15) Nevada: Is breaking up the huge Clark County school district and moving to a community schools-based model a good idea? Voters may soon have the opportunity to decide. “Multiple districts would create competition for the best educators, [said Bill Hanlon, a retired CCSD teacher and administrator who now works as an education consultant]—a win-win. And educators could further their careers while staying in town. Currently, CCSD teachers and other staff who don’t want to leave the valley only have choices in the area’s limited (though growing) charter and private school scenes.”
What would the initiative do? “This petition amends NRS Chapter 386 to give incorporated cities the ability to opt out of a county school district, and to create a new ‘community-based’ school district. To form a new Community School District, a city’s governing body can either pass a resolution or ordinance subject to a referendum of the voters, or place the question directly on the general election ballot for voter consideration.”
16) Pennsylvania: Easton Arts Academy Elementary Charter School has “settled a lawsuit out of court with a former principal who claimed administrators rigged grades and abused their authority. Former principal Susan Bostian received a $50,000 payout, and the law firm of Hahalis & Kounoupis of Bethlehem got $25,000 for representing her, according to the settlement.”
17) National: $230 million, around 10% of the new 2023 military construction budget, is earmarked to go to privatized military housing.
18) Mississippi: Jackson Mayor Chokwe Antar Lumumba said the Mississippi Legislature failed to provide enough help to the capital city, “which faces dire infrastructure and crime problems decades in the making. (…) Lumumba pointed out the infrastructure funding Jackson did receive came with strings attached and oversight no other cities face. Lumumba said this raises ‘the question of whether Jackson has an equal-protection claim against the state of Mississippi,’ although he later clarified, ‘I’m not announcing a lawsuit.’ Lumumba said he believes there is a push on the state level to privatize Jackson’s water and sewer services. And, Lumumba also noted, lawmakers earmarked more than half as much—$13 million—for a Jackson golf course as they did for fixing the city’s crumbling water and sewerage system, at $25 million (which the city is matching using federal funds).”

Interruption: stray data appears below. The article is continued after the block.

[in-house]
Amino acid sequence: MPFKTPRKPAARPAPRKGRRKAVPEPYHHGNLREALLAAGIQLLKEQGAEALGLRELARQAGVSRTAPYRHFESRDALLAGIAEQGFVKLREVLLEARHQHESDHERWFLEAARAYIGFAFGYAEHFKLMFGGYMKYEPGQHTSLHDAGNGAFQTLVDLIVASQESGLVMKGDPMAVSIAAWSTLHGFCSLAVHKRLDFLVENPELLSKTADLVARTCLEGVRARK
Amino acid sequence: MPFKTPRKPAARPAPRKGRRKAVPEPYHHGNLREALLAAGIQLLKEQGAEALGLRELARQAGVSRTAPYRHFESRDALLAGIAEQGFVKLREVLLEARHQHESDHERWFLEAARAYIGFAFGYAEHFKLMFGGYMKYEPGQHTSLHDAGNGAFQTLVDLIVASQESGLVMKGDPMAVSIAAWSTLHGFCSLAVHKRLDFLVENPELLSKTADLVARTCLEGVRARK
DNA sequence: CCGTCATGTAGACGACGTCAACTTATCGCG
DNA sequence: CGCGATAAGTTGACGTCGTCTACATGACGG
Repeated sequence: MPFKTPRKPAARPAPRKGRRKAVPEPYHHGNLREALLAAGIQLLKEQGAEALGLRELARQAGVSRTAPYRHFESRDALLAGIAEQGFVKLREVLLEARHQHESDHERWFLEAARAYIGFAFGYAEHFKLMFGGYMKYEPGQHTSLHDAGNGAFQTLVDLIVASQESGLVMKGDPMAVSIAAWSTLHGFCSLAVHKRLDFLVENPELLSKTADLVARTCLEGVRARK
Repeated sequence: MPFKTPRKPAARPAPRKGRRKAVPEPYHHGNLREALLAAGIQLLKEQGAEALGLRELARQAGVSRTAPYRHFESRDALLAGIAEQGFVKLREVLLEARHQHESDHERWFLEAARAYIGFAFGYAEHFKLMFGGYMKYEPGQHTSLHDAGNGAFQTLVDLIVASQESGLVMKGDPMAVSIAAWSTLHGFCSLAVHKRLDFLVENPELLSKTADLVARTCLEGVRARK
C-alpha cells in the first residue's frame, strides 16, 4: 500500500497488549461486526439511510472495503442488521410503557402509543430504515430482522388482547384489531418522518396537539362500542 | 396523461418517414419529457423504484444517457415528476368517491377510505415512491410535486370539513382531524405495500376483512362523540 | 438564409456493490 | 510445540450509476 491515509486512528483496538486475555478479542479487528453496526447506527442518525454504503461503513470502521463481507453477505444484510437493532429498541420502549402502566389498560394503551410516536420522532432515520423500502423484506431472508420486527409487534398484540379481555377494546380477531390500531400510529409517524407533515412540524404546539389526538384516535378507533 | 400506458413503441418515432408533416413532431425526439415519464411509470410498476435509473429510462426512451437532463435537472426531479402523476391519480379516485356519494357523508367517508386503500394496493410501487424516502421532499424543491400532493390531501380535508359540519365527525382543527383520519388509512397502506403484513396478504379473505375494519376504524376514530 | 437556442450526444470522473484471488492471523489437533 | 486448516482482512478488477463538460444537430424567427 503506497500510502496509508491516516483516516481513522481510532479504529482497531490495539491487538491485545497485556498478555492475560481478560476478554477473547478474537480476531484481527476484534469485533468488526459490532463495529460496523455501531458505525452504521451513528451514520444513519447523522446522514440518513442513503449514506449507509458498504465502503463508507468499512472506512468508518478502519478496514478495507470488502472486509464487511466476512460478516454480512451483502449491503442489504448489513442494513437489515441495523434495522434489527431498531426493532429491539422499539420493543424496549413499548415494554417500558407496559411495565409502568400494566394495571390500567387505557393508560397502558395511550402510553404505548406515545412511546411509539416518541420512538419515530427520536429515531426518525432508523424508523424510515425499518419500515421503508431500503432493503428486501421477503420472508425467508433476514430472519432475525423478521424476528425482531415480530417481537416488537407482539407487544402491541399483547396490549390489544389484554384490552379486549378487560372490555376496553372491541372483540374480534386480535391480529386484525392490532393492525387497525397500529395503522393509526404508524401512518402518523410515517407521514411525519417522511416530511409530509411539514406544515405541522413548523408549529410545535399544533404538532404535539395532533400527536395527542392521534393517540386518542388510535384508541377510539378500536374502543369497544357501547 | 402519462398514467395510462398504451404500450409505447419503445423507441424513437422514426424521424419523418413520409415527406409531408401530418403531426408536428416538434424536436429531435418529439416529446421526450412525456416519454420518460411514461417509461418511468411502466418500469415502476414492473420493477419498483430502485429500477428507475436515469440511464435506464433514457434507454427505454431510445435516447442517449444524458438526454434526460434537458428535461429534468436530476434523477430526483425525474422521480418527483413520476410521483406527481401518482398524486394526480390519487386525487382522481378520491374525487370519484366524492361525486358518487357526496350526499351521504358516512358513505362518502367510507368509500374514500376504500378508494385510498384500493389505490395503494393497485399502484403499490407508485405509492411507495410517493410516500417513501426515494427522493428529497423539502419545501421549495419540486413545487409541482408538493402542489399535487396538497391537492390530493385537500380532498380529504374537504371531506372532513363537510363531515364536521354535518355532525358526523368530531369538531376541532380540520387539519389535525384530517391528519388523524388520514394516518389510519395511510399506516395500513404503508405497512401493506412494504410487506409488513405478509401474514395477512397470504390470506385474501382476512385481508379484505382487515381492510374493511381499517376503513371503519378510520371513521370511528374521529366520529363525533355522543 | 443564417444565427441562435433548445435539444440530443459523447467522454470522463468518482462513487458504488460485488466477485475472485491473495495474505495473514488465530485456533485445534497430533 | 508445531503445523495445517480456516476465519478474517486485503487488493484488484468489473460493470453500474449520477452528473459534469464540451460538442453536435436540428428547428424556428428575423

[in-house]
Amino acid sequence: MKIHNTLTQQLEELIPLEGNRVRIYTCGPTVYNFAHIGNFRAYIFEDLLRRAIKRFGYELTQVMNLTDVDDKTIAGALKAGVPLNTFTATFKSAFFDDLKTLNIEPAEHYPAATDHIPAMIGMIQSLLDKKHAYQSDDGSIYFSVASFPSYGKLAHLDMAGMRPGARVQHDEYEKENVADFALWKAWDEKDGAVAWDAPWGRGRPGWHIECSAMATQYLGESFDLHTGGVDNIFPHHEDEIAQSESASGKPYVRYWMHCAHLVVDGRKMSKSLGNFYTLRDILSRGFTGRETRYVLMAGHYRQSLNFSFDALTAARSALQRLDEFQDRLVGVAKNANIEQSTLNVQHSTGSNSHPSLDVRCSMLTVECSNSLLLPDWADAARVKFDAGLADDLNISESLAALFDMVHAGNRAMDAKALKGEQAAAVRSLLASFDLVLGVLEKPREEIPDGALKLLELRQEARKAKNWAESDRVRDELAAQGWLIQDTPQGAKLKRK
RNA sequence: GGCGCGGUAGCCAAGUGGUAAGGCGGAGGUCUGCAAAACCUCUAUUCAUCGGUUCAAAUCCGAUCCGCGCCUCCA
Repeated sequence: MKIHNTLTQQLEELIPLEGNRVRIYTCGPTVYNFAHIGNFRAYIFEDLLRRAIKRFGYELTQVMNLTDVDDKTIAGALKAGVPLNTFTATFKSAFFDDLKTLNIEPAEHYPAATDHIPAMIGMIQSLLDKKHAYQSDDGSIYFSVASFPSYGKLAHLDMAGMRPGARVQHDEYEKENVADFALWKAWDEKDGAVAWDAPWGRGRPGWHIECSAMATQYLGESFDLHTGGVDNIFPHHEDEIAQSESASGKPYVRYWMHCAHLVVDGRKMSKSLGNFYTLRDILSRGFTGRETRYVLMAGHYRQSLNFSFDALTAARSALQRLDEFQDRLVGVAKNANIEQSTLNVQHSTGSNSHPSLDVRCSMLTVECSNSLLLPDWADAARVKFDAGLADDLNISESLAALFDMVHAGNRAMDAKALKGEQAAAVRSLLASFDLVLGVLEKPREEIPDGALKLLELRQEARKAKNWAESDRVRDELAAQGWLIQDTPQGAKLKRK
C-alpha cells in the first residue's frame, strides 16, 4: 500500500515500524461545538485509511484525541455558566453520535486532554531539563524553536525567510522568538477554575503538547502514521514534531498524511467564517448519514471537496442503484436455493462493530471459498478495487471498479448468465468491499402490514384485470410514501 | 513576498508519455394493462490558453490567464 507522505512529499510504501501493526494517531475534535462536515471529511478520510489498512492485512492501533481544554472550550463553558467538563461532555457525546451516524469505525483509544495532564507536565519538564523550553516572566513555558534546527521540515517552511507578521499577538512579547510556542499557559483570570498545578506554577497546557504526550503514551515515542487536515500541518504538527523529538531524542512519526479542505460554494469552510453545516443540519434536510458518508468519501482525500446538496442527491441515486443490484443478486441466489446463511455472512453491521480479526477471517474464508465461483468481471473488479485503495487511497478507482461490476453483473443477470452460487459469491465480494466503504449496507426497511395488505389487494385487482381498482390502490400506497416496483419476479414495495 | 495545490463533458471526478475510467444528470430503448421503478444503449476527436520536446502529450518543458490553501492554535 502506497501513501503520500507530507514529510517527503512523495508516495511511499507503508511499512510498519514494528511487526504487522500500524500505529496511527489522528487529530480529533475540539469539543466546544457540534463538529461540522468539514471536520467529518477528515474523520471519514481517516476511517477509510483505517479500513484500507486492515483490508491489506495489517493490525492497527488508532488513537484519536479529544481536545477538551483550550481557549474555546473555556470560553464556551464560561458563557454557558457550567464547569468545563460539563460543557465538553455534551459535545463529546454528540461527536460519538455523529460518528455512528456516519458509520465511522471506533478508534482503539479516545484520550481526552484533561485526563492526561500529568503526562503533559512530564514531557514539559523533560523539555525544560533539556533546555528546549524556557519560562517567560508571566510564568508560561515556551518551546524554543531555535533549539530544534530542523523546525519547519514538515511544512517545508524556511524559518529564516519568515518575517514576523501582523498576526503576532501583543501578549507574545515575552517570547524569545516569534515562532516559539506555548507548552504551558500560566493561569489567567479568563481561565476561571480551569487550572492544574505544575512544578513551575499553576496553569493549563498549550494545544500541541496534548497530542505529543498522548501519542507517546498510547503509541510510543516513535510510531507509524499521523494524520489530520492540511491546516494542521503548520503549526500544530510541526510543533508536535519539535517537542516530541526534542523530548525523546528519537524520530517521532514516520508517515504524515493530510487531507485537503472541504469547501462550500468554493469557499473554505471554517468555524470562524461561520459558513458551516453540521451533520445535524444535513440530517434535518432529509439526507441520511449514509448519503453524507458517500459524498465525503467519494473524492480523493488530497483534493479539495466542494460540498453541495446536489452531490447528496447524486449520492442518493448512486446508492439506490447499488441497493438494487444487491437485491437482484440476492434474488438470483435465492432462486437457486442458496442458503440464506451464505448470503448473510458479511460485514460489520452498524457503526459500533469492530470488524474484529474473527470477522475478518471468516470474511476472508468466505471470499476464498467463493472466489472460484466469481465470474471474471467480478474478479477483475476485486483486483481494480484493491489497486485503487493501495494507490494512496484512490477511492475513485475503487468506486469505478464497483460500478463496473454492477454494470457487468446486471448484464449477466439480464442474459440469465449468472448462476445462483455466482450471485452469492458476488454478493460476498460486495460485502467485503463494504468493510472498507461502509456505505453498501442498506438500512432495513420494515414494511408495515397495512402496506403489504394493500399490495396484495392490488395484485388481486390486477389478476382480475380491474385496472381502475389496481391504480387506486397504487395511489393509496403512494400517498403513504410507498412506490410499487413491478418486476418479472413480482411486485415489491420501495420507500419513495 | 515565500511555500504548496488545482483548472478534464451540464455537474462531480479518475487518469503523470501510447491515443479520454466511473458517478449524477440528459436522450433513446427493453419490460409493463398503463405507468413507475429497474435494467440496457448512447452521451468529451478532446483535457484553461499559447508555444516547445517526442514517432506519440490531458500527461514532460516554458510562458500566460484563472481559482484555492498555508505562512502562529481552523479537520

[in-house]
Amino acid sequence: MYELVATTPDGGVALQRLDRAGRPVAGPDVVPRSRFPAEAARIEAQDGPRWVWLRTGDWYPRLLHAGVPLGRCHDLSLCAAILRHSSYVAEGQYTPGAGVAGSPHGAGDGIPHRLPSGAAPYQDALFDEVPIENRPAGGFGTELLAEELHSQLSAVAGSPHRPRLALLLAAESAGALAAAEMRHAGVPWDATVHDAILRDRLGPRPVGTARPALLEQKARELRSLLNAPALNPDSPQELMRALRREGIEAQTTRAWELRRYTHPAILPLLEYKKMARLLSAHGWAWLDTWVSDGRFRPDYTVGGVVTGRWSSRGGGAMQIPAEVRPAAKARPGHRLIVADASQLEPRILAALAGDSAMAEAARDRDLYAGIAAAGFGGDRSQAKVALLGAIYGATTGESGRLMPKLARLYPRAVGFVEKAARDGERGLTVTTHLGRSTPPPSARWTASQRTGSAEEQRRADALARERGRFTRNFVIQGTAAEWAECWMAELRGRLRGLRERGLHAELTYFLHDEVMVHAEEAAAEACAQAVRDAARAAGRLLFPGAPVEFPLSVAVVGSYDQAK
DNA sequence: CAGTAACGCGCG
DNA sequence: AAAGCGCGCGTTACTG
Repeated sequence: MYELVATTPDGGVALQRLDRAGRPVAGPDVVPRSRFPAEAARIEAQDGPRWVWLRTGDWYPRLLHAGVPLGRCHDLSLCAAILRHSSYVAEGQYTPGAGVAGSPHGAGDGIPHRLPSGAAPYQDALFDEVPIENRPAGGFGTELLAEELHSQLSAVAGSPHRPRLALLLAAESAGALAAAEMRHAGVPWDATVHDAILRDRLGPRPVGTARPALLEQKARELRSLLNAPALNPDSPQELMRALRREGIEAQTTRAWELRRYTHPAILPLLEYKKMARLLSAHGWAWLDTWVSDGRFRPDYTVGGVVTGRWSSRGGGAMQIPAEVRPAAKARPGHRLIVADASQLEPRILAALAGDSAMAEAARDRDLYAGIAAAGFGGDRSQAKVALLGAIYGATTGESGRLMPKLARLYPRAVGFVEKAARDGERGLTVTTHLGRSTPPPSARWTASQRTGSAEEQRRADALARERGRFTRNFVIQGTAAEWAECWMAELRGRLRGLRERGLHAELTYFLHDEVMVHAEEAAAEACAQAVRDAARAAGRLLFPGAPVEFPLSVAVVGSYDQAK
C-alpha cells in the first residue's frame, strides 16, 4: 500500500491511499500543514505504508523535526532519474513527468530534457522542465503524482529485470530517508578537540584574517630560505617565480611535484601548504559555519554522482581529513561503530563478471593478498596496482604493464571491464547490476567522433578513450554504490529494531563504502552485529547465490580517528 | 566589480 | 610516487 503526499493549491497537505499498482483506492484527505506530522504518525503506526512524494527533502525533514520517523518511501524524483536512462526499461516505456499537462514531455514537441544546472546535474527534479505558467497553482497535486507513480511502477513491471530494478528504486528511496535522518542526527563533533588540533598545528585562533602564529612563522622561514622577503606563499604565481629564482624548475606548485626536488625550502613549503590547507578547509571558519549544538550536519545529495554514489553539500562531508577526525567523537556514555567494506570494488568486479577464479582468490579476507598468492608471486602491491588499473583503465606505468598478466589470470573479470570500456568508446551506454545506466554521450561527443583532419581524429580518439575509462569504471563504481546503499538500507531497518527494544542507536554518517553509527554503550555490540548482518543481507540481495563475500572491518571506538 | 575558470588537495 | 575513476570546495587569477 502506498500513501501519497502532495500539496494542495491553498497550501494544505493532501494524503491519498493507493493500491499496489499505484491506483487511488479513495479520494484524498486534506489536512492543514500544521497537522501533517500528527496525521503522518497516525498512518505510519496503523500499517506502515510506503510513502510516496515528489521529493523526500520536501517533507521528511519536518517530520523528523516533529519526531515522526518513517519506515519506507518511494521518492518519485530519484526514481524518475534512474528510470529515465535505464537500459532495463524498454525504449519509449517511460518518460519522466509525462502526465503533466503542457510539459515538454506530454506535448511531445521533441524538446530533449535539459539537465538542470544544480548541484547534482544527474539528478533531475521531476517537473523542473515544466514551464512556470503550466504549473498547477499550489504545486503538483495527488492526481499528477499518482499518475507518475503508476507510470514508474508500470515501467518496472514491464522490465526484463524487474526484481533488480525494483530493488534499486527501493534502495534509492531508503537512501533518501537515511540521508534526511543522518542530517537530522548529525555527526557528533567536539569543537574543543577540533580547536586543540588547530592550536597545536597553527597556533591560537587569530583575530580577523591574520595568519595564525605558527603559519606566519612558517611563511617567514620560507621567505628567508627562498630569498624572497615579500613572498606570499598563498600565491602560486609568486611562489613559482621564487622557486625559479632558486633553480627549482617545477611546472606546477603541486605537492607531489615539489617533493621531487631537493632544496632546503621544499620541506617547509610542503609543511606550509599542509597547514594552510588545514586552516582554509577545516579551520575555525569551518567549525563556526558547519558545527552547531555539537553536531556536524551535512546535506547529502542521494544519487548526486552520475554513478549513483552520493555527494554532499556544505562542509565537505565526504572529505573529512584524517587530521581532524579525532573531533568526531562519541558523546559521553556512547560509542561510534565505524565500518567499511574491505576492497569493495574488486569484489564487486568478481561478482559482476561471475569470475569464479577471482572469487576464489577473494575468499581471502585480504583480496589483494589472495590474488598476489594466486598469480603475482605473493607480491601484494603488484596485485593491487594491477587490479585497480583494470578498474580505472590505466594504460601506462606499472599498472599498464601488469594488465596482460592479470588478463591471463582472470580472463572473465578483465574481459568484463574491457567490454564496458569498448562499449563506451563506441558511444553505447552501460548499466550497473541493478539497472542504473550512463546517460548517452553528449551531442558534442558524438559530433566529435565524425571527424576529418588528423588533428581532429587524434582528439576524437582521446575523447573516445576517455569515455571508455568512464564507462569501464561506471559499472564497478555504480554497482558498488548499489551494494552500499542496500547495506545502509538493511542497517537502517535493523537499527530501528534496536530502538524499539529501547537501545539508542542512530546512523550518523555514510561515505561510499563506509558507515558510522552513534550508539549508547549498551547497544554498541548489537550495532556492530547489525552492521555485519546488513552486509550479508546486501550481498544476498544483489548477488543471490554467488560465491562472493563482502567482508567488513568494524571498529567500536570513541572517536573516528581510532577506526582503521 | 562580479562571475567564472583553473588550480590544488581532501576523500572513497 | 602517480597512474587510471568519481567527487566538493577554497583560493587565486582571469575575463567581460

19) Pennsylvania: Officials seem poised to vote for the privatization of Towamencin’s sewer system. But opposition is fierce. “A lengthy and at times heated debate followed, with residents reiterating concerns that the for-profit company would raise rates higher than a township-owned system would, that their rates would go to a for-profit company’s shareholders, and that the fee hikes would harm those on fixed incomes the most. For the first time in the debate, two local businesses added their voices. Jim Lee, general counsel for Clemens Food Group located on Forty Foot Road, said that company is one of TMA’s biggest customers, paying roughly $850,000 in sewer bills annually. ‘We believe that our rates would likely double to about $1.6 million, which will significantly impact our operations in Hatfield. In the spirit of transparency, we decided to come here today, to express our concern publicly, and also advise the township, as well as the residents, that if this sale does go through, and the rate does increase significantly, we are all looking at all options, to either reduce or eliminate our flow to TMA,’ he said.”
20) International: Wasting no time, the Rand Corporation is already out with a proposal to reconstruct Ukraine by turbocharging privatization.
21) Think Tanks: The World Bank’s Public-Private Partnership Legal Resource Center has released a report on Assessing Value for Money of the PPP. “VFM analysis typically involves a combination of qualitative and quantitative approaches. Qualitative VFM analysis consists of sense-checking the rationale for using a PPP. This involves asking whether a proposed project is of a type likely to be suitable for private financing, and whether the conditions are in place for the PPP to achieve value for money—for example, that the PPP has been structured well, and that competitive tension is expected during the bidding process. This often takes place at a relatively early stage of PPP development—as such, qualitative VFM analysis may constitute part of the PPP screening described in Screening for PPP Potential.”